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Narrow win for May or Corbyn, or hung Parliament ‘best economic outcomes’ – Berenberg

  • 05/06/2017
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Narrow win for May or Corbyn, or hung Parliament ‘best economic outcomes’ – Berenberg
A hard Brexit could reduce UK trend growth to 1.5 %, so Berenberg’s senior UK economist Kallum Pickering pronounced an increased majority for prime minister Theresa May would be the most damaging election result for the country’s long-term growth outlook.

He said: “By harming flows of trade, investment and labour between the UK and its biggest market the EU, Brexit could reduce UK trend growth to 1.8% from the pre-Brexit rate of 2.2%. In the case of a hard Brexit, trend growth could fall to 1.5%.”

“As a prime minister May would find it easier to play hard-ball with the EU if she increased her majority, we see that election outcome as potentially the most damaging for the UK’s long run economic outlook,” he said.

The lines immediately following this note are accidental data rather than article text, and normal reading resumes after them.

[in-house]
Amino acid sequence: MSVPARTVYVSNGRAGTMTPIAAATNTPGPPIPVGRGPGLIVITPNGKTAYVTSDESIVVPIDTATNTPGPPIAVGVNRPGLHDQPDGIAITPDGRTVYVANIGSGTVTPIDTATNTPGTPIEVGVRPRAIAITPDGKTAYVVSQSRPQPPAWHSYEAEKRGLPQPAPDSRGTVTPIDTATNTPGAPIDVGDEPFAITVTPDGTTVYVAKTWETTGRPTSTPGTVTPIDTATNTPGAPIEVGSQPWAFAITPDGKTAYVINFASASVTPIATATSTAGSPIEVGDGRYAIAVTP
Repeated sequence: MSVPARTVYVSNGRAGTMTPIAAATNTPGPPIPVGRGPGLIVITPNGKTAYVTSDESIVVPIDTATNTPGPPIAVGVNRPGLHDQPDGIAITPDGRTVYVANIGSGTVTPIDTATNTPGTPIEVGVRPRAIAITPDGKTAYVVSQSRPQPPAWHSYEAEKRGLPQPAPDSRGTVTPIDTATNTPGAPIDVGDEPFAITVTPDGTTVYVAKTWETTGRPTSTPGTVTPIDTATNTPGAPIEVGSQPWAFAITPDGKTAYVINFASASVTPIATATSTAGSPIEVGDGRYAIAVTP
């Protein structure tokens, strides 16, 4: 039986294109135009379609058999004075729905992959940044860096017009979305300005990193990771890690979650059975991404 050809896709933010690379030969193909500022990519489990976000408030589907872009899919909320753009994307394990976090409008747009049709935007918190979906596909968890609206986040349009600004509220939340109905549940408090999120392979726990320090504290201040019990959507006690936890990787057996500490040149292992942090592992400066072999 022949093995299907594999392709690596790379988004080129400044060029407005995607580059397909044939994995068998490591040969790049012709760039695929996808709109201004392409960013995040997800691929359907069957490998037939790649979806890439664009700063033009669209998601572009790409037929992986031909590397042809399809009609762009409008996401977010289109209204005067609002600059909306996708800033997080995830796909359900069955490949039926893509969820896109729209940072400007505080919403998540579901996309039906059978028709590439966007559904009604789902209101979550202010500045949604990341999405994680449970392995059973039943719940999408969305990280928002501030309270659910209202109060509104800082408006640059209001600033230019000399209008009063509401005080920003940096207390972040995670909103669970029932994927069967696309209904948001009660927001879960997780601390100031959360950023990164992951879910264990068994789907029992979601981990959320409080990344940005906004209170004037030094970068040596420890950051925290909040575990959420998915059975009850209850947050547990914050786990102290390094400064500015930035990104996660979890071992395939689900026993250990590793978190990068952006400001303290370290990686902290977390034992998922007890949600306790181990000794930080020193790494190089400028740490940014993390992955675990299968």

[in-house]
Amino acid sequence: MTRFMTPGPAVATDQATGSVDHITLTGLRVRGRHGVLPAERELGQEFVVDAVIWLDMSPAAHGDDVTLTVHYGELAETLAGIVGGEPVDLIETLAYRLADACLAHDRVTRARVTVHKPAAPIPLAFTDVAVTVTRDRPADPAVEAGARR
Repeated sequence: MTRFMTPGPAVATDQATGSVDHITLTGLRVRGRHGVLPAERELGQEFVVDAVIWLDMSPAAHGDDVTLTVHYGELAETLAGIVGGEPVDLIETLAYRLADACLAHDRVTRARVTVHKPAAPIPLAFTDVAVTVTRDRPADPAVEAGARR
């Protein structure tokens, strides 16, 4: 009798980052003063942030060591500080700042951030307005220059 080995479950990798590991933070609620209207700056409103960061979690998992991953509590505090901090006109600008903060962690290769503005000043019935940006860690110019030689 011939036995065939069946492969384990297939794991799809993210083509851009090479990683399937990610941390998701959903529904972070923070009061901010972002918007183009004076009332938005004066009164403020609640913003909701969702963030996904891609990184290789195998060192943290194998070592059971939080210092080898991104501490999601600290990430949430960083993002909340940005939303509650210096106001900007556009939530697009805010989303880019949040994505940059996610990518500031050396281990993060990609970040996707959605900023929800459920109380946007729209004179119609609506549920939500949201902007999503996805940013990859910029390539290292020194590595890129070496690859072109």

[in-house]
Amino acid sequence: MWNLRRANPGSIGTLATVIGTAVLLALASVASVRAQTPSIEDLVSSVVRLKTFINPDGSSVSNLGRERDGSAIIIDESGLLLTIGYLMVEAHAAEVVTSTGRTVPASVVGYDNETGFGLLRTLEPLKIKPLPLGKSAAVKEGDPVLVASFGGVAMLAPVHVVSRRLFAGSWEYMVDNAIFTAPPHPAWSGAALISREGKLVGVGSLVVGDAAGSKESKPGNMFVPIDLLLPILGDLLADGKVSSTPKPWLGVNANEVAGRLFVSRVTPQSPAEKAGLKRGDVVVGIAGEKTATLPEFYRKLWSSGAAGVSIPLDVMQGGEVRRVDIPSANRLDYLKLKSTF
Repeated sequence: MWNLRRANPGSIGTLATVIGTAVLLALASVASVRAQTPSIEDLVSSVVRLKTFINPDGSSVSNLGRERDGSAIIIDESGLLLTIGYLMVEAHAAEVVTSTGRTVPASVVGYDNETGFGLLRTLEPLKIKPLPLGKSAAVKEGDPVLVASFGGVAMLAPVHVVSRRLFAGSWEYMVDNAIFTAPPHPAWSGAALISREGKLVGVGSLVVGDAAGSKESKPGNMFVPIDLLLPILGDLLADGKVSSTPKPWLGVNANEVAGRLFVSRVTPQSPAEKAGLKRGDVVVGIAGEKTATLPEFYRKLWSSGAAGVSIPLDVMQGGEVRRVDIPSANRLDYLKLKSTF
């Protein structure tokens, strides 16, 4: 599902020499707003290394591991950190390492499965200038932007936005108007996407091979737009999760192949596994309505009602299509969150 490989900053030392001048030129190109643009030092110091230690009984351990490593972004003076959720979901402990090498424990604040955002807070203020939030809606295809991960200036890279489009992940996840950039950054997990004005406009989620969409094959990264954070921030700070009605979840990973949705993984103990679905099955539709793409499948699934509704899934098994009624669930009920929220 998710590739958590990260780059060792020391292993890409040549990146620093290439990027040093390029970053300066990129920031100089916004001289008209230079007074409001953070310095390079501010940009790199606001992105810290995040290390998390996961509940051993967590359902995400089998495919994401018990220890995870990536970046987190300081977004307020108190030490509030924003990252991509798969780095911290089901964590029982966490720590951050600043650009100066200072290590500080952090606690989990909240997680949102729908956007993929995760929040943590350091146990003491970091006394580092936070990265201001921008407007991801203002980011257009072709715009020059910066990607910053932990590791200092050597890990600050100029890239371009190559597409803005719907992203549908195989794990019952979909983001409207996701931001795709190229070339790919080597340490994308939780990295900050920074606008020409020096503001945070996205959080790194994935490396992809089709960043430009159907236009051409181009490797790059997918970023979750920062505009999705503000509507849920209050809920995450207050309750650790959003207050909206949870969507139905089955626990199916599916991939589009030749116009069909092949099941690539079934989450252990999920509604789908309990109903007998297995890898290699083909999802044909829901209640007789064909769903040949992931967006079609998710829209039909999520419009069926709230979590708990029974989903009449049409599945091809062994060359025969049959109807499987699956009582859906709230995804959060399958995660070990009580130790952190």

Pickering said despite the blow to medium-term confidence, a narrow majority win for May or Corbyn, or a hung parliament, would probably be the best outcome for the economy, eventually.

Where around two-thirds of MPs are pro-EU, most of these are outside the Conservative party so an election that created the need for a cross-party compromise would increase the chances of a softer Brexit strategy, which would be ‘a positive in the long run’ for the economy, he added.

Last week, Berenberg reduced its odds on a Tory election win to 65% from 80% previously.

The bank said: “Of the 65% probability we put on a Conservative win, we see a 35pt chance the Conservatives increase their majority from their current 17 seat majority in the House of Commons and a 30pt chance they win with a lower majority. We see a 25% chance of a hung parliament and a 10% chance of a Labour majority. That implies a 65% chance of an embarrassment for Theresa May who called the election just a few weeks ago on the back of a commanding 20 plus poll lead.”

Overall, UK demand is holding up well, with the improving international backdrop offsetting the normalisation in domestic demand after a surge in late 2016.

Downside risks to near-term demand from Brexit uncertainty and rising inflation have not yet materialised in any serious way and the UK is currently enjoying a broad-based expansion, said Pickering.

“Instead of cutting back spending as inflation picks up, households are digesting the inflation by spending more in order to target a desired level of real consumption. We continue to forecast robust growth of 1.8% in 2017 and 1.7% in 2018,” he said.

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